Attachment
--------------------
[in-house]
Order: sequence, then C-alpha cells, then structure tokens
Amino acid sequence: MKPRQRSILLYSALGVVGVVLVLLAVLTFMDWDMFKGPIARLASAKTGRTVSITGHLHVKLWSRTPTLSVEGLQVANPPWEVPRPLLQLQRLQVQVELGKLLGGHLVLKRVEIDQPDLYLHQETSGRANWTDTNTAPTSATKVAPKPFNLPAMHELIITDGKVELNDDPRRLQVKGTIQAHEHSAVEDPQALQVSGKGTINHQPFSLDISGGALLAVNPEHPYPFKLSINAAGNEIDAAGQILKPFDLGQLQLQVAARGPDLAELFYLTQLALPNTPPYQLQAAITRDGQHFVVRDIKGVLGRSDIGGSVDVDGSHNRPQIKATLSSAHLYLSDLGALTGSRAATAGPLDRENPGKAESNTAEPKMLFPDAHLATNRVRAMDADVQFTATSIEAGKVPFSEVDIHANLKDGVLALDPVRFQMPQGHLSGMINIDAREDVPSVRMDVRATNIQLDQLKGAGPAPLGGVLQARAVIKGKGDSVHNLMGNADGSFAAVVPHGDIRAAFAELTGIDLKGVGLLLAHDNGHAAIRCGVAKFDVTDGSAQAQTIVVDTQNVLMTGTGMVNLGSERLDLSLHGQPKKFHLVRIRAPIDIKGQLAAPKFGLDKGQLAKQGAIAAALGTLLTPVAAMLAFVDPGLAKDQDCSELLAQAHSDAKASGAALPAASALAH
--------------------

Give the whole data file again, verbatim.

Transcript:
[in-house]
Order: sequence, then C-alpha cells, then structure tokens
Amino acid sequence: MKPRQRSILLYSALGVVGVVLVLLAVLTFMDWDMFKGPIARLASAKTGRTVSITGHLHVKLWSRTPTLSVEGLQVANPPWEVPRPLLQLQRLQVQVELGKLLGGHLVLKRVEIDQPDLYLHQETSGRANWTDTNTAPTSATKVAPKPFNLPAMHELIITDGKVELNDDPRRLQVKGTIQAHEHSAVEDPQALQVSGKGTINHQPFSLDISGGALLAVNPEHPYPFKLSINAAGNEIDAAGQILKPFDLGQLQLQVAARGPDLAELFYLTQLALPNTPPYQLQAAITRDGQHFVVRDIKGVLGRSDIGGSVDVDGSHNRPQIKATLSSAHLYLSDLGALTGSRAATAGPLDRENPGKAESNTAEPKMLFPDAHLATNRVRAMDADVQFTATSIEAGKVPFSEVDIHANLKDGVLALDPVRFQMPQGHLSGMINIDAREDVPSVRMDVRATNIQLDQLKGAGPAPLGGVLQARAVIKGKGDSVHNLMGNADGSFAAVVPHGDIRAAFAELTGIDLKGVGLLLAHDNGHAAIRCGVAKFDVTDGSAQAQTIVVDTQNVLMTGTGMVNLGSERLDLSLHGQPKKFHLVRIRAPIDIKGQLAAPKFGLDKGQLAKQGAIAAALGTLLTPVAAMLAFVDPGLAKDQDCSELLAQAHSDAKASGAALPAASALAH